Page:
1. Notations for permutations

There are many ways to encode a permutation of several objects. This package uses four of them. For example suppose that the collection of six objects
    ♡    ⌚    □    ○    :-)    △
is reordered to
    □    ⌚    ○    ♡    △    :-)
1) We can say that the first object (a heart) has gone to the fourth place (it is conventional to say that the "image" of "point" 1 is point 4), and so on. If we number the initial objects from 1 to 6, one natural way of encoding this permutation would be
    Perm[{3, 2, 4, 1, 6, 5}]
Note that the point 2 is not moved by the permutation. It is called a "singleton".
2) Another natural way of encoding the permutation would be just listing the images of the six points:
    Images[{4, 2, 1, 3, 6, 5}]
3) It is well known that any permutation can be understood as a set of disjoint cycles where the image of each point is written on its right and the image of the last point of the cycle is the first one:
    Cycles[{1, 4, 3}, {5, 6}]
By convention, singleton cycles like {2} are removed from the cyclic notation.
4) Finally, it is particularly efficient in Mathematica to represent permutations using rules:
    Rules[1->4, 4->3, 3->1, 5->6, 6->5]
Again, note that the singleton has not been included.

Perm[list]                Images[list]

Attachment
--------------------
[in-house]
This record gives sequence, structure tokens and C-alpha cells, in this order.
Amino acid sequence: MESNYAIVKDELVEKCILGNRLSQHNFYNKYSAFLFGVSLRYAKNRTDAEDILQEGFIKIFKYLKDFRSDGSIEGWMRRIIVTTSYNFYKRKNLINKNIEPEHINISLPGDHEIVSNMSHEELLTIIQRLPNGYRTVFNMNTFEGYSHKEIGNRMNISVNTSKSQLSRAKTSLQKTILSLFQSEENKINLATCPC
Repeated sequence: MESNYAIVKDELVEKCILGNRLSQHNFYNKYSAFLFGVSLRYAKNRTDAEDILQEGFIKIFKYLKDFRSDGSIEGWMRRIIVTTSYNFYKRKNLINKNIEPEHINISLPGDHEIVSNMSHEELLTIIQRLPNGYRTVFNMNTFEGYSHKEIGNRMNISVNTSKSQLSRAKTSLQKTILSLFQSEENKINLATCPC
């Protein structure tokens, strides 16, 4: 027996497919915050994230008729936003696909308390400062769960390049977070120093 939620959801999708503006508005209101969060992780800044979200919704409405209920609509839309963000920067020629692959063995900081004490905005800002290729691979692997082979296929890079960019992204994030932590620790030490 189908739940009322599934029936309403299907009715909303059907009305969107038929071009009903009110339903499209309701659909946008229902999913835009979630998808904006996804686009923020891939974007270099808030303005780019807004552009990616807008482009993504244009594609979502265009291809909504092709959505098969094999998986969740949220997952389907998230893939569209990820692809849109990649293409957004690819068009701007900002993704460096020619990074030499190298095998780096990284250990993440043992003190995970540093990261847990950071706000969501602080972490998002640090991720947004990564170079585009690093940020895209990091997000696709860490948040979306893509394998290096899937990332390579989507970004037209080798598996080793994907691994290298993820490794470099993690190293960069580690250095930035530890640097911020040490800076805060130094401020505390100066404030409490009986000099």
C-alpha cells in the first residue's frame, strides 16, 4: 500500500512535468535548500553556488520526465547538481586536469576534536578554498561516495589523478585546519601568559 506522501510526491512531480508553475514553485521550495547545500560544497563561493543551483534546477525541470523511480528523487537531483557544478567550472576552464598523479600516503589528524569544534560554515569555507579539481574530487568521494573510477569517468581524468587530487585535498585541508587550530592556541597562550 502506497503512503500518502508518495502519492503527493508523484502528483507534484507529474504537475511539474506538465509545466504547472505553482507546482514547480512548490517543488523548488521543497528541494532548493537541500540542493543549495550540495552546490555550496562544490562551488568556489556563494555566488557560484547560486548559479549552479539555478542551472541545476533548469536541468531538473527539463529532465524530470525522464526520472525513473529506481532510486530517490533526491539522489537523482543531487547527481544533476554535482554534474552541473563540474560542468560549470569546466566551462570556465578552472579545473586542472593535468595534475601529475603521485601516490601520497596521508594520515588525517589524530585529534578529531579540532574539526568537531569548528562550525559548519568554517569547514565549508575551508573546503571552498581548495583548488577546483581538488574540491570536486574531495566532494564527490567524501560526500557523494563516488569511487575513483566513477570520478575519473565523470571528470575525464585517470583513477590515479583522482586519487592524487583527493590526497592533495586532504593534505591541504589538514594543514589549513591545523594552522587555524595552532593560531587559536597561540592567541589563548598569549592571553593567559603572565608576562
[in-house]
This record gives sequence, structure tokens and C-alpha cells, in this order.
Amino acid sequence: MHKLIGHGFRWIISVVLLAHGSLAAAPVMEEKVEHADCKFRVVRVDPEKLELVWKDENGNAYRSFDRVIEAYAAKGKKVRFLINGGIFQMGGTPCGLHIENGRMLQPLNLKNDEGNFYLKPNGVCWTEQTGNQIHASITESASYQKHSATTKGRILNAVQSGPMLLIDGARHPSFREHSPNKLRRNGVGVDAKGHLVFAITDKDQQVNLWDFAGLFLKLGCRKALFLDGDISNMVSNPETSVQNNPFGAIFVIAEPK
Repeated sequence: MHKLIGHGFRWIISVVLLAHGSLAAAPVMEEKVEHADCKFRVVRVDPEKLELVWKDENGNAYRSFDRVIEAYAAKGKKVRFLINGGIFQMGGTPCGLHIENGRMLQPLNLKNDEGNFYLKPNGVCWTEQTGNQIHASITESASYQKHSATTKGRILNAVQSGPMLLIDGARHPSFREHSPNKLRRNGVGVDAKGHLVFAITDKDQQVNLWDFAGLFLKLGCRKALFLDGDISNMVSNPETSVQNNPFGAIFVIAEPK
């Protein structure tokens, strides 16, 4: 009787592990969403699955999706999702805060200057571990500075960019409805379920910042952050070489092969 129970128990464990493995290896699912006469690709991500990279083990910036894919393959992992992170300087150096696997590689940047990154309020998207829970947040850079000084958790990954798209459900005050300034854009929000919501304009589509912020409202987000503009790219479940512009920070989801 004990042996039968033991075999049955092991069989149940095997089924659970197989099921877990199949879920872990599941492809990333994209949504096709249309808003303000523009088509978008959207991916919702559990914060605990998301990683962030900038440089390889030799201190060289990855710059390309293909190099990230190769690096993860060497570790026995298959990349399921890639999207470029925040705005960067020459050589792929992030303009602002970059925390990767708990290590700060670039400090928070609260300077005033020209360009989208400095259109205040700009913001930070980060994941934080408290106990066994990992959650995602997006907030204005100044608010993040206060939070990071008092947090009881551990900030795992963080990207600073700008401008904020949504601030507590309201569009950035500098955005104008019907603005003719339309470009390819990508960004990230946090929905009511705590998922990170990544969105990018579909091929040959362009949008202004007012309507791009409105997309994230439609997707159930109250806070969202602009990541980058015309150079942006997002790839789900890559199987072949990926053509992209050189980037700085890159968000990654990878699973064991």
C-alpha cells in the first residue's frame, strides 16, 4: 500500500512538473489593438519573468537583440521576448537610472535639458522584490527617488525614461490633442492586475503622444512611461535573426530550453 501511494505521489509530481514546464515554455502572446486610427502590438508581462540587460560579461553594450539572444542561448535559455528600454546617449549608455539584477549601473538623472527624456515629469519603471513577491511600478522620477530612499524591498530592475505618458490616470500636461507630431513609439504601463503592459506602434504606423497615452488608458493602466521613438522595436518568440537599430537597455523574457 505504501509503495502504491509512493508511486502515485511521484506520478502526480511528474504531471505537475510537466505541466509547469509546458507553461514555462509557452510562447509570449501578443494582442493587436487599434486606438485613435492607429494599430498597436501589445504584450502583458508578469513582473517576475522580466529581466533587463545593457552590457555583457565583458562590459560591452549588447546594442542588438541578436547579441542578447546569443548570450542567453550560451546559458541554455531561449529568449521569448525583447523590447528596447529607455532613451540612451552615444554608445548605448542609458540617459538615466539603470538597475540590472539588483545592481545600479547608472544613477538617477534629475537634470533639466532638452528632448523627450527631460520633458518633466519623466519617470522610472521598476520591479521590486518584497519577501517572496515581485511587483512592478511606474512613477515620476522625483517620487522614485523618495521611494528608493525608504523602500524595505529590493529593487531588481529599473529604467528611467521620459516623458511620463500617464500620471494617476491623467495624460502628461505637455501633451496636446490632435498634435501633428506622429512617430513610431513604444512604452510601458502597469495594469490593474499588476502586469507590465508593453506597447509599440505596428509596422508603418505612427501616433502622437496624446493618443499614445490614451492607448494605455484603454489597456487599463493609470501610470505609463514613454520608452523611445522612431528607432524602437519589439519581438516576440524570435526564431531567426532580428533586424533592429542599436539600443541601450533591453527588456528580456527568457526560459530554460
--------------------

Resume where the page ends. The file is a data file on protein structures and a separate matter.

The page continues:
Cycles[cycles]            Rules[rules]

Notations for permutations.

Naturally, permutations form a group under the law of multiplication. For example all permutations of n points form the so-called symmetric group S_n. However there is another important superstructure that will be very useful when working with tensor symmetries: an algebra. We shall define laws of addition of permutations and of multiplication by scalars. At the moment we only assume that permutations can be given a sign (-1 or +1). It that sense, following R. Portugal, we are working on {-1,1}×S_n. An example of signed permutation is:
    - Perm[{2, 3, 4, 1}]

We can translate from one notation to other notation:


TranslatePerm[Perm[{3, 2, 4, 1, 6, 5}], Images]


Images[{4, 2, 1, 3, 6, 5}]


TranslatePerm[%, Cycles]


Cycles[{1, 4, 3}, {5, 6}]


TranslatePerm[%, Rules]


Rules[1→4, 4→3, 3→1, 5→6, 6→5]


TranslatePerm[%, Perm]


Perm[{3, 2, 4, 1, 6, 5}]

The sign just remains untouched:


TranslatePerm[-Perm[{3, 2, 4, 1, 6, 5}], Images]


-Images[{4, 2, 1, 3, 6, 5}]

The notation of a permutation is given by


NotationOfPerm[Cycles[{1, 4, 3}, {5, 6}]]



TranslatePerm        Change permutation to a given notation
NotationOfPerm        Returns the notation of a permutation

Translation and notation of permutations.

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